An inspiring, sometimes frightening, always richly thought-provoking exploration of our shared home.

While satellite photographs of Earth may seem like an everyday sight, this collection, adapted from Grant’s Overview: A New Perspective of Earth (2016), is far from mundane.

The images are rich in saturated color and even more impressive in their tantalizing diversity, including artificial structures that range from an immense parking lot beside a Montgomery, Alabama, car factory to a stunning image of Palm Jumeirah (human-crafted islands in Dubai)—and before-and-after images of wildfire damage to a suburb in California. Photos of the natural world are even more remarkable. Even from space, Niagara Falls is immense and powerful. Mount Fuji rises above the landscape with its gaping, snow-filled crater. River deltas in their intricate tracery, the drought-ravaged landscape of South Africa, and tulip fields of the Netherlands in full bloom—each image inspires thoughtful examination. While numerous landscapes are included for their pure beauty, many more illustrate powerful lessons on the changes humankind has wrought on the face of the Earth: They are vivid admonitions on climate change, deforestation, and pollution. At times the fairly small text is presented on a dark background that’s dramatic in appearance but challenging to read, but this is a small quibble. Fine backmatter includes an index that provides map coordinates for each illustrated site. Using these, readers can travel via Google to more detailed information.

An inspiring, sometimes frightening, always richly thought-provoking exploration of our shared home. (Nonfiction. 8-18)

Pub Date: Oct. 29, 2019

ISBN: 978-1-9848-3202-3

Page Count: 160

Publisher: Crown

Review Posted Online: July 23, 2019

Kirkus Reviews Issue: Aug. 15, 2019

1001 BEES

Friends of these pollinators will be best served elsewhere.

This book is buzzing with trivia.

Follow a swarm of bees as they leave a beekeeper’s apiary in search of a new home. As the scout bees traverse the fields, readers are provided with a potpourri of facts and statements about bees. The information is scattered—much like the scout bees—and as a result, both the nominal plot and informational content are tissue-thin. There are some interesting facts throughout the book, but many pieces of trivia are too, well trivial, to prove useful. For example, as the bees travel, readers learn that “onion flowers are round and fluffy” and “fennel is a plant that is used in cooking.” Other facts are oversimplified and as a result are not accurate. For example, monofloral honey is defined as “made by bees who visit just one kind of flower” with no acknowledgment of the fact that bees may range widely, and swarm activity is described as a springtime event, when it can also occur in summer and early fall. The information in the book, such as species identification and measurement units, is directed toward British readers. The flat, thin-lined artwork does little to enhance the story, but an “I spy” game challenging readers to find a specific bee throughout is amusing.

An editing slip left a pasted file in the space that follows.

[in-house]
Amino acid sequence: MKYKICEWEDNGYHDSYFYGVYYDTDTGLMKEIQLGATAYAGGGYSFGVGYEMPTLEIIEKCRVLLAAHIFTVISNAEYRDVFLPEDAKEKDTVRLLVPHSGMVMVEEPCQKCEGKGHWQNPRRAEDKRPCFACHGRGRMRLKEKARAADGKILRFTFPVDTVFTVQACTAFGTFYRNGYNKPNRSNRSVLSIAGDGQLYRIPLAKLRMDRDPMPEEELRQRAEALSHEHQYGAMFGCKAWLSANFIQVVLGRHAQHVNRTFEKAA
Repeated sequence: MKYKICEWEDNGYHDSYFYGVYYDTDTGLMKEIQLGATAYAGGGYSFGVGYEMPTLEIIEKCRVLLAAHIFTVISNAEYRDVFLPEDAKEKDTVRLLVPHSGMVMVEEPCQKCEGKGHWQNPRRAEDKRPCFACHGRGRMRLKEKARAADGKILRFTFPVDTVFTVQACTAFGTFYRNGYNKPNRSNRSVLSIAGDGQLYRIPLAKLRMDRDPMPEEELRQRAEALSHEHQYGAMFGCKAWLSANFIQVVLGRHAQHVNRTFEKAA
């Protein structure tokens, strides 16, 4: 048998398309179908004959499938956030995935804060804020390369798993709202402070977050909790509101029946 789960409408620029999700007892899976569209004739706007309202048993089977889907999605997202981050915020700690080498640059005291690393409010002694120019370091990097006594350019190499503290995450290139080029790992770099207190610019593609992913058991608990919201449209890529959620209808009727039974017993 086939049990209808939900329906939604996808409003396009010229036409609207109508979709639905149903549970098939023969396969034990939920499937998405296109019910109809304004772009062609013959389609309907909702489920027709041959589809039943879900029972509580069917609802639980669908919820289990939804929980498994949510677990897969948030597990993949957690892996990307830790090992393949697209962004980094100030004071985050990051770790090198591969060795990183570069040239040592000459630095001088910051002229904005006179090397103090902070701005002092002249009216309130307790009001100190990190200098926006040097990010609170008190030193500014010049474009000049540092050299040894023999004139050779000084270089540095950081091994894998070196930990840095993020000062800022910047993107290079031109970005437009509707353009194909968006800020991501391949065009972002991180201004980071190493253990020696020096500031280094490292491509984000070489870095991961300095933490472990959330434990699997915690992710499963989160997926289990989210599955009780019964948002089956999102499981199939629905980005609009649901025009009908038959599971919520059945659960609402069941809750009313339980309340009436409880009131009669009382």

Friends of these pollinators will be best served elsewhere. (Informational picture book. 8-10)

Pub Date: May 18, 2021

ISBN: 978-0-500-65265-7

Page Count: 32

Publisher: Thames & Hudson

Review Posted Online: April 13, 2021

Kirkus Reviews Issue: May 1, 2021


Wordplay and wry wit put extra fun into a trove of fundamental knowledge.

With an amped-up sense of wonder, the Science Guy surveys the natural universe.

Starting from first principles like the scientific method, Nye and his co-author marvel at the “Amazing Machine” that is the human body then go on to talk up animals, plants, evolution, physics and chemistry, the quantum realm, geophysics, and climate change. They next venture out into the solar system and beyond. Along with tallying select aspects and discoveries in each chapter, the authors gather up “Massively Important” central concepts, send shoutouts to underrecognized women scientists like oceanographer Marie Tharp, and slip in directions for homespun experiments and demonstrations. They also challenge readers to ponder still-unsolved scientific posers and intersperse rousing quotes from working scientists about how exciting and wide open their respective fields are. If a few of those fields, like the fungal kingdom, get short shrift (one spare paragraph notwithstanding), readers are urged often enough to go look things up for themselves to kindle a compensatory habit. Aside from posed photos of Nye and a few more of children (mostly presenting as White) doing science-y things, the full-color graphic and photographic images not only reflect the overall “get this!” tone but consistently enrich the flow of facts and reflections. “Our universe is a strange and surprising place,” Nye writes. “Stay curious.” Words to live by.

Wordplay and wry wit put extra fun into a trove of fundamental knowledge. (contributors, art credits, selected bibliography, index) (Nonfiction. 11-15)

Pub Date: Oct. 27, 2020

ISBN: 978-1-4197-4676-5

Page Count: 264

Publisher: Abrams

Review Posted Online: Aug. 24, 2020

Kirkus Reviews Issue: Sept. 15, 2020

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